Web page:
September 20 | Daily Devotion

Lectio Continua: a continuous reading of every verse

Lectio Semi-continua: shorter reading selections from the passages

Lectio Divina

“The words of the wise are like goads, their collected sayings like firmly embedded nails—given by one shepherd.” ~Ecclesiastes 12:11


The Teacher is a realist. He’s not naïve, but neither is he a cynic. He acknowledges that in this life under the sun, rulers get mad, fools get promoted, people get hurt, work gets hard, and investments go bad. So he tells it like it is and gives us wisdom for dealing with these unpleasant situations.

Stay calm when the leader gets mad (Ecc. 10:4). And be both circumspect and cautious when a ruler promotes a fool over you. This is not the time to lodge a formal protest. You cannot prevent the “evil” (wrong), so you must learn to manage the situation the best you can.

Be careful when working or playing because you can get hurt doing just about anything—digging a ditch, splitting a log, trimming a hedge, mowing a lawn (Ecc. 10:8-9). When your work is wearing you down, use your head. “If the ax is dull and its edge unsharpened, more strength is needed but skill will bring success” (Ecc. 10:10). Take a short break and figure out a smarter way to get the job done (sharpen the edge). Better yet, find a mentor who can be in your life for a while, or talk to someone experienced and successful in your vocation. Taking sage advice will make you sharp!

Invest your time, your talent, and your treasure. No risk, no reward. That’s actually the message of Ecclesiastes 11:1. Ancient merchants put their grain on a Mediterranean ship, which was a risky proposition, hoping that the crew would return safely with moneybags in hand. Investments look like all kinds of activities and practices—take a class, learn a skill, make a purchase, or start a new venture. However, the Teacher reminds us that investments go bad in this world, and sometimes it isn’t our fault. So diversify! “Give portions to seven, yes to eight, for you do not know what disaster may come upon the land” (Ecc. 11:2). Options are good (and wise)!

The best advice the Teacher can give is this: live with all your might right now! Don’t wait until you are old to “remember your Creator” (Ecc. 12:1). Getting old can be hard on the body, and the Teacher devotes an entire poem to that fact in order to back up his advice to worship in the now (Ecc. 12:1-8). Time limits both mobility and desire. Don’t waste your youth! “Follow the ways of your heart and whatever your eyes see” (Ecc. 11:9). In other words, go for it, chase your dreams, live strong, have fun. Just remember that you must give an account for the way you live your life. Above all, worship God (fear God) and do what he says with all your might! This is the whole duty of man (Ecc. 12:13).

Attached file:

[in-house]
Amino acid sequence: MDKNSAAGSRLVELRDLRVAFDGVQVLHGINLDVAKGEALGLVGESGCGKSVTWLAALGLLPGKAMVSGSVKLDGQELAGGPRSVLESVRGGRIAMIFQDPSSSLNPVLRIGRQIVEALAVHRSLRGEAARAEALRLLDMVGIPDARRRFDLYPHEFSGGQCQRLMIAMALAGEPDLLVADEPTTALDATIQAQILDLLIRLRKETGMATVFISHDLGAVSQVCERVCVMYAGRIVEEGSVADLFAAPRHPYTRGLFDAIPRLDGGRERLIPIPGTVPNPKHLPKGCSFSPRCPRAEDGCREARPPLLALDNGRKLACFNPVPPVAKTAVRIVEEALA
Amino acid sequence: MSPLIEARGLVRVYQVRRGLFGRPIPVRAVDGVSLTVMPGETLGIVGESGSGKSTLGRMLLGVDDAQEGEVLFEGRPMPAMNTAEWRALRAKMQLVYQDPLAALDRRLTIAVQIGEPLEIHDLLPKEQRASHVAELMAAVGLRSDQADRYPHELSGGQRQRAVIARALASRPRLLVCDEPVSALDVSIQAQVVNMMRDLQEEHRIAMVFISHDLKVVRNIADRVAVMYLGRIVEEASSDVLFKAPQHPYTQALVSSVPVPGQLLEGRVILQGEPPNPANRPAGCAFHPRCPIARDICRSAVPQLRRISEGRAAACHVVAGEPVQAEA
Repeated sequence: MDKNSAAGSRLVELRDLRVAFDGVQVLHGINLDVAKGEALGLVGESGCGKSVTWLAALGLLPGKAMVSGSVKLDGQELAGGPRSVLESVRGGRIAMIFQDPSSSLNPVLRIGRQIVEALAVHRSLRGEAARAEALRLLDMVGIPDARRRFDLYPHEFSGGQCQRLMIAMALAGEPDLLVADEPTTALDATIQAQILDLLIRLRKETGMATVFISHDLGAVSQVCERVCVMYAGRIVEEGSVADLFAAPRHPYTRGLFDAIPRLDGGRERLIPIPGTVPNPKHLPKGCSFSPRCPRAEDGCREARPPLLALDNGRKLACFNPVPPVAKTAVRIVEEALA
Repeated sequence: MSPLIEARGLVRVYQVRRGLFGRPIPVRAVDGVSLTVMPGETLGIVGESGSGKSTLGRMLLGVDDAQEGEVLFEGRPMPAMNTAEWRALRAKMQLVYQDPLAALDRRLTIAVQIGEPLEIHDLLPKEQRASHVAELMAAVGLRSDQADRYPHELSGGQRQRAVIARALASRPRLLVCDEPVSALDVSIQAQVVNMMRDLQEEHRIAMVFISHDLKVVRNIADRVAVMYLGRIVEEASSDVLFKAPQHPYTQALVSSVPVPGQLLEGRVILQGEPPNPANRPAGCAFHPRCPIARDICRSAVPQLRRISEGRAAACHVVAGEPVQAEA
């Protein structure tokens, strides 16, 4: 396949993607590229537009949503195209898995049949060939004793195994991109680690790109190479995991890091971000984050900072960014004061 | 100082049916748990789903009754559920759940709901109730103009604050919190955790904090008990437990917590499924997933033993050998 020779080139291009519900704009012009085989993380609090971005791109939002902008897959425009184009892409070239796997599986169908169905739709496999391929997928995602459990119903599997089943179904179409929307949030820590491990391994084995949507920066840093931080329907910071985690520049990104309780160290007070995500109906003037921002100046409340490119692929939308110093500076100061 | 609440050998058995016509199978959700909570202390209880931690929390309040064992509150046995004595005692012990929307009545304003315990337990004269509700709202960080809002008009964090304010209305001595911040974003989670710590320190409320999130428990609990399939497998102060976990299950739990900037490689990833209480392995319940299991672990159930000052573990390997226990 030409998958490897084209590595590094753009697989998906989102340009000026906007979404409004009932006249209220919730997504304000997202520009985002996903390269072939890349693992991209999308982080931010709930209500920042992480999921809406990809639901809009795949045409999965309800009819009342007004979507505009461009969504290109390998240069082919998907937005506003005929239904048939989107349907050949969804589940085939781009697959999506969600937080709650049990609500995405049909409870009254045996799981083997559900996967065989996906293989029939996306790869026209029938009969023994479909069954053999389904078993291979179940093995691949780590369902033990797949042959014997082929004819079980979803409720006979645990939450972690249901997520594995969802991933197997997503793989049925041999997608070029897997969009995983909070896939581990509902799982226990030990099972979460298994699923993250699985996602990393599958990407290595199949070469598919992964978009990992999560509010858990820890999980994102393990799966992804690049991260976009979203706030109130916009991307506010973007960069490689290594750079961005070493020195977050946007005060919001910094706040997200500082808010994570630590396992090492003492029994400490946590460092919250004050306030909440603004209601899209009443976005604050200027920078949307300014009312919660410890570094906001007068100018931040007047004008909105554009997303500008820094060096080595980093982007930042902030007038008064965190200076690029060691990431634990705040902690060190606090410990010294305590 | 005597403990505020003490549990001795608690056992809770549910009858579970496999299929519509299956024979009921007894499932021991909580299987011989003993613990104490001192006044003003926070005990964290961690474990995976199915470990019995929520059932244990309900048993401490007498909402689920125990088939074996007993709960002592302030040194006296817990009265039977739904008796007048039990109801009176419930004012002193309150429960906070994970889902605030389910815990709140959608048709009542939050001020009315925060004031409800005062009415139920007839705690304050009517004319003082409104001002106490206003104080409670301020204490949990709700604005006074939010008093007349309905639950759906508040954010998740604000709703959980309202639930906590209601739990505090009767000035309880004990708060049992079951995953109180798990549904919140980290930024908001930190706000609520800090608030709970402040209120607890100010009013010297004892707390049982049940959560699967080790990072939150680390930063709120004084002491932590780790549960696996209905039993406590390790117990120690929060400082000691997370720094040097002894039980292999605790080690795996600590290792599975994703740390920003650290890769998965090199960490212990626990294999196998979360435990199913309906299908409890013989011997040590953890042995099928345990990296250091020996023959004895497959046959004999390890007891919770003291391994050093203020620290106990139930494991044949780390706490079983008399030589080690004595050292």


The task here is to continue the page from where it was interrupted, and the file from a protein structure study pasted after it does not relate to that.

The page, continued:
Paul’s ministry is not an easy responsibility, but the Corinthians wonder why he isn’t more successful. They compare him with other ministers, those with permanent salaries in permanent churches. Paul is always on the go, and it seems like he is always in trouble. A beating here, jail time there, living from paycheck to paycheck, roughing it on a cheap transport ship. How is this success?! Paul turns their criticism around. He’s proud of what he’s endured for the sake of the gospel.

Be careful about judging a pastor’s success (or anyone’s success, for that matter) on the external things. It might just be that, in God’s eyes, some of the most successful people are those who have been through a lot for the sake of the kingdom and the gospel.

Lectio Divina is written by F. Lionel Young III, who serves as the senior pastor of Calvary Church in Valparaiso, Indiana. He is the author of A New Kind of Missionary, a popular introduction to global Christianity.